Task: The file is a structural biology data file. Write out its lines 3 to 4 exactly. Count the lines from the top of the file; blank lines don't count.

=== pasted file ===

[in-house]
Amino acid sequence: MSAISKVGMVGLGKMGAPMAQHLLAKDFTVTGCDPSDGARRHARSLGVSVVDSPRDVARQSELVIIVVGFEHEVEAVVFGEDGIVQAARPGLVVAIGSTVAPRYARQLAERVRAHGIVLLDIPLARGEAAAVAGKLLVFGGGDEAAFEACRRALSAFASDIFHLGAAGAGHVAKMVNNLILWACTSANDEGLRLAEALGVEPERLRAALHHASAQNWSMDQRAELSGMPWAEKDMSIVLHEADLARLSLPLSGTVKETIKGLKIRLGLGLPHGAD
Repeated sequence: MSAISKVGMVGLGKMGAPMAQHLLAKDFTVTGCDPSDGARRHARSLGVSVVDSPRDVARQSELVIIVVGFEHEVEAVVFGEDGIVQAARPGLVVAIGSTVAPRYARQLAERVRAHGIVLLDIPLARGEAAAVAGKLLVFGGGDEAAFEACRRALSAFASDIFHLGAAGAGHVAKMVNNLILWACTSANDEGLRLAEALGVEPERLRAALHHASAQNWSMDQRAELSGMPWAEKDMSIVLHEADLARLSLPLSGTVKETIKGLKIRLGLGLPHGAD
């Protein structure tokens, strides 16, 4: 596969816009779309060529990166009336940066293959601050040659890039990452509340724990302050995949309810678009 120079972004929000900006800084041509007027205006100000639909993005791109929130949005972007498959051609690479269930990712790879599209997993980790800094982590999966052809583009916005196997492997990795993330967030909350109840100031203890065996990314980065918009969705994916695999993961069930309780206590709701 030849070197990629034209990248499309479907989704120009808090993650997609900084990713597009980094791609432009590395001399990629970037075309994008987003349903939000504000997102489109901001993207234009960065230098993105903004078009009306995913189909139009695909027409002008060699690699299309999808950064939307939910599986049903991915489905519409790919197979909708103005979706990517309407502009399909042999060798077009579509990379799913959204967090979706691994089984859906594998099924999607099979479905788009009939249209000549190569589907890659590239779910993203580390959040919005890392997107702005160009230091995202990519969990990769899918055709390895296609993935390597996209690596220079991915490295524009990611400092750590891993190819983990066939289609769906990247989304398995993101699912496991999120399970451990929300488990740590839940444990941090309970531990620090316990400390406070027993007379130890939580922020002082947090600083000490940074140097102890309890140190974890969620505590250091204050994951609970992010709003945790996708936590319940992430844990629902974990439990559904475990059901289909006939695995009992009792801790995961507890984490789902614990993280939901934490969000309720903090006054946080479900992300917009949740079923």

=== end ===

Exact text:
Repeated sequence: MSAISKVGMVGLGKMGAPMAQHLLAKDFTVTGCDPSDGARRHARSLGVSVVDSPRDVARQSELVIIVVGFEHEVEAVVFGEDGIVQAARPGLVVAIGSTVAPRYARQLAERVRAHGIVLLDIPLARGEAAAVAGKLLVFGGGDEAAFEACRRALSAFASDIFHLGAAGAGHVAKMVNNLILWACTSANDEGLRLAEALGVEPERLRAALHHASAQNWSMDQRAELSGMPWAEKDMSIVLHEADLARLSLPLSGTVKETIKGLKIRLGLGLPHGAD
């Protein structure tokens, strides 16, 4: 596969816009779309060529990166009336940066293959601050040659890039990452509340724990302050995949309810678009 120079972004929000900006800084041509007027205006100000639909993005791109929130949005972007498959051609690479269930990712790879599209997993980790800094982590999966052809583009916005196997492997990795993330967030909350109840100031203890065996990314980065918009969705994916695999993961069930309780206590709701 030849070197990629034209990248499309479907989704120009808090993650997609900084990713597009980094791609432009590395001399990629970037075309994008987003349903939000504000997102489109901001993207234009960065230098993105903004078009009306995913189909139009695909027409002008060699690699299309999808950064939307939910599986049903991915489905519409790919197979909708103005979706990517309407502009399909042999060798077009579509990379799913959204967090979706691994089984859906594998099924999607099979479905788009009939249209000549190569589907890659590239779910993203580390959040919005890392997107702005160009230091995202990519969990990769899918055709390895296609993935390597996209690596220079991915490295524009990611400092750590891993190819983990066939289609769906990247989304398995993101699912496991999120399970451990929300488990740590839940444990941090309970531990620090316990400390406070027993007379130890939580922020002082947090600083000490940074140097102890309890140190974890969620505590250091204050994951609970992010709003945790996708936590319940992430844990629902974990439990559904475990059901289909006939695995009992009792801790995961507890984490789902614990993280939901934490969000309720903090006054946080479900992300917009949740079923």